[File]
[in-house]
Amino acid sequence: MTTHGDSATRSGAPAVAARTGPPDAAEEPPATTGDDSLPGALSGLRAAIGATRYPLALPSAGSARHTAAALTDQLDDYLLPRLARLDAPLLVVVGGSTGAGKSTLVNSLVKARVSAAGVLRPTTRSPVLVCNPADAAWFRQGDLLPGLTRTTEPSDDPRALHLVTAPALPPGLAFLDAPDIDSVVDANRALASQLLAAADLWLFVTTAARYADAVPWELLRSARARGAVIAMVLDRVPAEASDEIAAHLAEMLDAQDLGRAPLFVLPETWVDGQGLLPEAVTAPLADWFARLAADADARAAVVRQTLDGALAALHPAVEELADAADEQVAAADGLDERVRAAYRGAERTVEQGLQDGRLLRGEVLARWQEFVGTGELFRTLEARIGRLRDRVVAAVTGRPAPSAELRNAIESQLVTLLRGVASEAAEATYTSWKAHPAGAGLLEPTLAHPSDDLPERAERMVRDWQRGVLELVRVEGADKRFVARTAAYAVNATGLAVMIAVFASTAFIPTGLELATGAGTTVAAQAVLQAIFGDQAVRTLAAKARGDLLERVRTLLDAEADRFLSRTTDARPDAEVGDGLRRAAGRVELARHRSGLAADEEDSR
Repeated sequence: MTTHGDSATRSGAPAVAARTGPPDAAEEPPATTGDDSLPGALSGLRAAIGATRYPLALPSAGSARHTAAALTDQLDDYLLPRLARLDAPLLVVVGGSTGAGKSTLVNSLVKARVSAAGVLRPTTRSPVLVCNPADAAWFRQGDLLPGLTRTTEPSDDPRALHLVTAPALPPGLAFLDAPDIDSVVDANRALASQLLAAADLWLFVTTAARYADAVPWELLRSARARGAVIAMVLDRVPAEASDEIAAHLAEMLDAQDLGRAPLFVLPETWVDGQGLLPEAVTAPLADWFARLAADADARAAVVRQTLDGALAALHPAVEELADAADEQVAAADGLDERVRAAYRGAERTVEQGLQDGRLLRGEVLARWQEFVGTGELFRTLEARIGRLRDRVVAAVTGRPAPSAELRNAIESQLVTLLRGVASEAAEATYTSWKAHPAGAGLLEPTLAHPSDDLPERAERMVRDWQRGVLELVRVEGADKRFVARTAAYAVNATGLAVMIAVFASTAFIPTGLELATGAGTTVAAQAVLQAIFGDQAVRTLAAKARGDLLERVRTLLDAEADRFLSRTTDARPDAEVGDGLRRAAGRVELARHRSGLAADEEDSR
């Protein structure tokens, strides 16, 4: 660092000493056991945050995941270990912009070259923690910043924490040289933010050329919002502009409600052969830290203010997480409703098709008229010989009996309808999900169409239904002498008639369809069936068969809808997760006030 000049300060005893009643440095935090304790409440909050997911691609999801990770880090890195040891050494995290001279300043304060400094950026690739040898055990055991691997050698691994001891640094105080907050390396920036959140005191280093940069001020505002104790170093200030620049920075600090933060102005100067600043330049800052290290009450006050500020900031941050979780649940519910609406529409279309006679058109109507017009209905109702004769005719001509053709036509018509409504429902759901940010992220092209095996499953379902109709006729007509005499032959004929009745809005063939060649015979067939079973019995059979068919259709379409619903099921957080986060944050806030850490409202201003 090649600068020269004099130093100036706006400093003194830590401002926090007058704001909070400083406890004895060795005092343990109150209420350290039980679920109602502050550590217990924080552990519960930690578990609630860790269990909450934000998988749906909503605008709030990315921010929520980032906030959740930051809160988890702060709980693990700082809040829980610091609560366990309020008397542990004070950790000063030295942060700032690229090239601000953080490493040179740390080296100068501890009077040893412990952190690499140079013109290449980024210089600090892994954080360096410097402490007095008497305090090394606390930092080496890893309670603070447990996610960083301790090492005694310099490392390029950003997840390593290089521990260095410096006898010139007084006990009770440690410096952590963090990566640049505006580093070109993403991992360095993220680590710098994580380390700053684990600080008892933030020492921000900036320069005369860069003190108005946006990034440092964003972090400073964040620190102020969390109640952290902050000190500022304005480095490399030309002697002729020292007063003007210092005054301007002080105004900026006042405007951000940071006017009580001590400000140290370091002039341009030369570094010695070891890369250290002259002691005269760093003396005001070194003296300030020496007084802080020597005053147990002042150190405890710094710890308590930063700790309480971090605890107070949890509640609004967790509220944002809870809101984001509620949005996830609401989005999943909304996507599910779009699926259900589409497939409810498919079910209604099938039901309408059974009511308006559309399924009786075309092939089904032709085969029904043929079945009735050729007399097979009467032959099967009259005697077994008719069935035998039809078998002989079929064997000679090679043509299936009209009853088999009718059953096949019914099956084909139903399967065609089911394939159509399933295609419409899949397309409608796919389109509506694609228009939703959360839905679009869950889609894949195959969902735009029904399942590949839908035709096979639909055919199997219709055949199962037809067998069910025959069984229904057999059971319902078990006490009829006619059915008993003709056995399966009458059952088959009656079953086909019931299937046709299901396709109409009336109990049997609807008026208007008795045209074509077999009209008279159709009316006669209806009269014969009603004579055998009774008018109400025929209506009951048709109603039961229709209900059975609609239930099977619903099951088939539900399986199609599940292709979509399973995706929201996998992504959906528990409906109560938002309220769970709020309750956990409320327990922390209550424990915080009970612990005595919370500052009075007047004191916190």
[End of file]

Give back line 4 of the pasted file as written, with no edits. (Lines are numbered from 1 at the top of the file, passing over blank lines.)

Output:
């Protein structure tokens, strides 16, 4: 660092000493056991945050995941270990912009070259923690910043924490040289933010050329919002502009409600052969830290203010997480409703098709008229010989009996309808999900169409239904002498008639369809069936068969809808997760006030 000049300060005893009643440095935090304790409440909050997911691609999801990770880090890195040891050494995290001279300043304060400094950026690739040898055990055991691997050698691994001891640094105080907050390396920036959140005191280093940069001020505002104790170093200030620049920075600090933060102005100067600043330049800052290290009450006050500020900031941050979780649940519910609406529409279309006679058109109507017009209905109702004769005719001509053709036509018509409504429902759901940010992220092209095996499953379902109709006729007509005499032959004929009745809005063939060649015979067939079973019995059979068919259709379409619903099921957080986060944050806030850490409202201003 090649600068020269004099130093100036706006400093003194830590401002926090007058704001909070400083406890004895060795005092343990109150209420350290039980679920109602502050550590217990924080552990519960930690578990609630860790269990909450934000998988749906909503605008709030990315921010929520980032906030959740930051809160988890702060709980693990700082809040829980610091609560366990309020008397542990004070950790000063030295942060700032690229090239601000953080490493040179740390080296100068501890009077040893412990952190690499140079013109290449980024210089600090892994954080360096410097402490007095008497305090090394606390930092080496890893309670603070447990996610960083301790090492005694310099490392390029950003997840390593290089521990260095410096006898010139007084006990009770440690410096952590963090990566640049505006580093070109993403991992360095993220680590710098994580380390700053684990600080008892933030020492921000900036320069005369860069003190108005946006990034440092964003972090400073964040620190102020969390109640952290902050000190500022304005480095490399030309002697002729020292007063003007210092005054301007002080105004900026006042405007951000940071006017009580001590400000140290370091002039341009030369570094010695070891890369250290002259002691005269760093003396005001070194003296300030020496007084802080020597005053147990002042150190405890710094710890308590930063700790309480971090605890107070949890509640609004967790509220944002809870809101984001509620949005996830609401989005999943909304996507599910779009699926259900589409497939409810498919079910209604099938039901309408059974009511308006559309399924009786075309092939089904032709085969029904043929079945009735050729007399097979009467032959099967009259005697077994008719069935035998039809078998002989079929064997000679090679043509299936009209009853088999009718059953096949019914099956084909139903399967065609089911394939159509399933295609419409899949397309409608796919389109509506694609228009939703959360839905679009869950889609894949195959969902735009029904399942590949839908035709096979639909055919199997219709055949199962037809067998069910025959069984229904057999059971319902078990006490009829006619059915008993003709056995399966009458059952088959009656079953086909019931299937046709299901396709109409009336109990049997609807008026208007008795045209074509077999009209008279159709009316006669209806009269014969009603004579055998009774008018109400025929209506009951048709109603039961229709209900059975609609239930099977619903099951088939539900399986199609599940292709979509399973995706929201996998992504959906528990409906109560938002309220769970709020309750956990409320327990922390209550424990915080009970612990005595919370500052009075007047004191916190």